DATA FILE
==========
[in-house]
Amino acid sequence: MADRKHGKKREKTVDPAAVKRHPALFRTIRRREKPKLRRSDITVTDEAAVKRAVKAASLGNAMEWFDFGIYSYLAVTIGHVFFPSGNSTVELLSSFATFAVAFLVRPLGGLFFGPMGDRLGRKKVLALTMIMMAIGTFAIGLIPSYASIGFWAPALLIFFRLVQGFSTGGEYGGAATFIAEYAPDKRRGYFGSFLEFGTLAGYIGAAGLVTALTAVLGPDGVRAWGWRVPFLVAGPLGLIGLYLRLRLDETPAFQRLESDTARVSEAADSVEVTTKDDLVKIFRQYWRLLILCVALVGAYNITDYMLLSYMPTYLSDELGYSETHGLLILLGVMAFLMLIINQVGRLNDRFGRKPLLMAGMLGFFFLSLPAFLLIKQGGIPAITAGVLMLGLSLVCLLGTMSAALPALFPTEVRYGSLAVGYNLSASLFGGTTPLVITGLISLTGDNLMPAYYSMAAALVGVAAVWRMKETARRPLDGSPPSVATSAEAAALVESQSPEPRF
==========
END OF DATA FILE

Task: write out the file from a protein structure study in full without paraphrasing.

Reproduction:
[in-house]
Amino acid sequence: MADRKHGKKREKTVDPAAVKRHPALFRTIRRREKPKLRRSDITVTDEAAVKRAVKAASLGNAMEWFDFGIYSYLAVTIGHVFFPSGNSTVELLSSFATFAVAFLVRPLGGLFFGPMGDRLGRKKVLALTMIMMAIGTFAIGLIPSYASIGFWAPALLIFFRLVQGFSTGGEYGGAATFIAEYAPDKRRGYFGSFLEFGTLAGYIGAAGLVTALTAVLGPDGVRAWGWRVPFLVAGPLGLIGLYLRLRLDETPAFQRLESDTARVSEAADSVEVTTKDDLVKIFRQYWRLLILCVALVGAYNITDYMLLSYMPTYLSDELGYSETHGLLILLGVMAFLMLIINQVGRLNDRFGRKPLLMAGMLGFFFLSLPAFLLIKQGGIPAITAGVLMLGLSLVCLLGTMSAALPALFPTEVRYGSLAVGYNLSASLFGGTTPLVITGLISLTGDNLMPAYYSMAAALVGVAAVWRMKETARRPLDGSPPSVATSAEAAALVESQSPEPRF